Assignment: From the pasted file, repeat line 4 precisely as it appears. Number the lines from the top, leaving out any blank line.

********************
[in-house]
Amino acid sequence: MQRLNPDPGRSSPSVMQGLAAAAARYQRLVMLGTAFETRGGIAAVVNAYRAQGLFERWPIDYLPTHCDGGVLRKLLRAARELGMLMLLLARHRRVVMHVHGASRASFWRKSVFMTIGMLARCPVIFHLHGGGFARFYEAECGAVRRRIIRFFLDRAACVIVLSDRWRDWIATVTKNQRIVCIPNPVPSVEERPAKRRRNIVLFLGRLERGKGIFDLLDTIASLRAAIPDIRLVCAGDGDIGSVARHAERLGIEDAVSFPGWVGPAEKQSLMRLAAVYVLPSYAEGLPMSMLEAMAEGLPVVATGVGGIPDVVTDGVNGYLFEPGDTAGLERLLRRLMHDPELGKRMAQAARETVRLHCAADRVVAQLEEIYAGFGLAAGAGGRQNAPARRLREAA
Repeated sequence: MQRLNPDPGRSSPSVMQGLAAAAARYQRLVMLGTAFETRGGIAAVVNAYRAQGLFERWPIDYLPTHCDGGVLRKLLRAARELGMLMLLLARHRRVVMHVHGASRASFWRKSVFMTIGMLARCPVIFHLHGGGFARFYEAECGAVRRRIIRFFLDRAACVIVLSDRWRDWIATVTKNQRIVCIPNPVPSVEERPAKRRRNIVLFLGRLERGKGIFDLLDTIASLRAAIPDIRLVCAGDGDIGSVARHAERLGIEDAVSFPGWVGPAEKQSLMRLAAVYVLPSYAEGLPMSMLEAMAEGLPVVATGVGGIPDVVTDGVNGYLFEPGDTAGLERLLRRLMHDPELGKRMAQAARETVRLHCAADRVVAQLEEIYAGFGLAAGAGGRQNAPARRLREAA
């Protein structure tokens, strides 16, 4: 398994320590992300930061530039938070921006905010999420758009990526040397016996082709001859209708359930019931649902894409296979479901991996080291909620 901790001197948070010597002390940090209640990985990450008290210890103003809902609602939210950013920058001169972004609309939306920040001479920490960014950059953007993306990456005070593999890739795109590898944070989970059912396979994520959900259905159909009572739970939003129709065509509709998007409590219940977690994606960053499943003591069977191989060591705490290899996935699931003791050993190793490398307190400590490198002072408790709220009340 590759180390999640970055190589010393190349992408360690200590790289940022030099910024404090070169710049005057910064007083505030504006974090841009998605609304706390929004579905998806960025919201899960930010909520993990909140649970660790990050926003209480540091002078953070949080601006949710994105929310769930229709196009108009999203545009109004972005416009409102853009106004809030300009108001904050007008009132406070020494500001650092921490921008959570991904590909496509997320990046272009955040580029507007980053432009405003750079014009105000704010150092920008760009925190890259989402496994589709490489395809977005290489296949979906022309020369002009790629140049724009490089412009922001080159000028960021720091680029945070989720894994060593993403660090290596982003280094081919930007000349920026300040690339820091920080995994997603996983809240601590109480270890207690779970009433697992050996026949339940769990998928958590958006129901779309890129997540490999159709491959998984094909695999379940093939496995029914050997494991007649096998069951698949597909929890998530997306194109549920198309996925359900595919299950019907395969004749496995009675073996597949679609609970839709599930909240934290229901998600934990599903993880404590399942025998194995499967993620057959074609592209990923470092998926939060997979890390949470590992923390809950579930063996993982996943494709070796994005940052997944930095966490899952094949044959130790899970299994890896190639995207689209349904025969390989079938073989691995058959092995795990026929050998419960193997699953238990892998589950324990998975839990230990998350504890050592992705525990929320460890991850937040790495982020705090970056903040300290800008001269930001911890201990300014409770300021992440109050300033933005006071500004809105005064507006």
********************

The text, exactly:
């Protein structure tokens, strides 16, 4: 398994320590992300930061530039938070921006905010999420758009990526040397016996082709001859209708359930019931649902894409296979479901991996080291909620 901790001197948070010597002390940090209640990985990450008290210890103003809902609602939210950013920058001169972004609309939306920040001479920490960014950059953007993306990456005070593999890739795109590898944070989970059912396979994520959900259905159909009572739970939003129709065509509709998007409590219940977690994606960053499943003591069977191989060591705490290899996935699931003791050993190793490398307190400590490198002072408790709220009340 590759180390999640970055190589010393190349992408360690200590790289940022030099910024404090070169710049005057910064007083505030504006974090841009998605609304706390929004579905998806960025919201899960930010909520993990909140649970660790990050926003209480540091002078953070949080601006949710994105929310769930229709196009108009999203545009109004972005416009409102853009106004809030300009108001904050007008009132406070020494500001650092921490921008959570991904590909496509997320990046272009955040580029507007980053432009405003750079014009105000704010150092920008760009925190890259989402496994589709490489395809977005290489296949979906022309020369002009790629140049724009490089412009922001080159000028960021720091680029945070989720894994060593993403660090290596982003280094081919930007000349920026300040690339820091920080995994997603996983809240601590109480270890207690779970009433697992050996026949339940769990998928958590958006129901779309890129997540490999159709491959998984094909695999379940093939496995029914050997494991007649096998069951698949597909929890998530997306194109549920198309996925359900595919299950019907395969004749496995009675073996597949679609609970839709599930909240934290229901998600934990599903993880404590399942025998194995499967993620057959074609592209990923470092998926939060997979890390949470590992923390809950579930063996993982996943494709070796994005940052997944930095966490899952094949044959130790899970299994890896190639995207689209349904025969390989079938073989691995058959092995795990026929050998419960193997699953238990892998589950324990998975839990230990998350504890050592992705525990929320460890991850937040790495982020705090970056903040300290800008001269930001911890201990300014409770300021992440109050300033933005006071500004809105005064507006």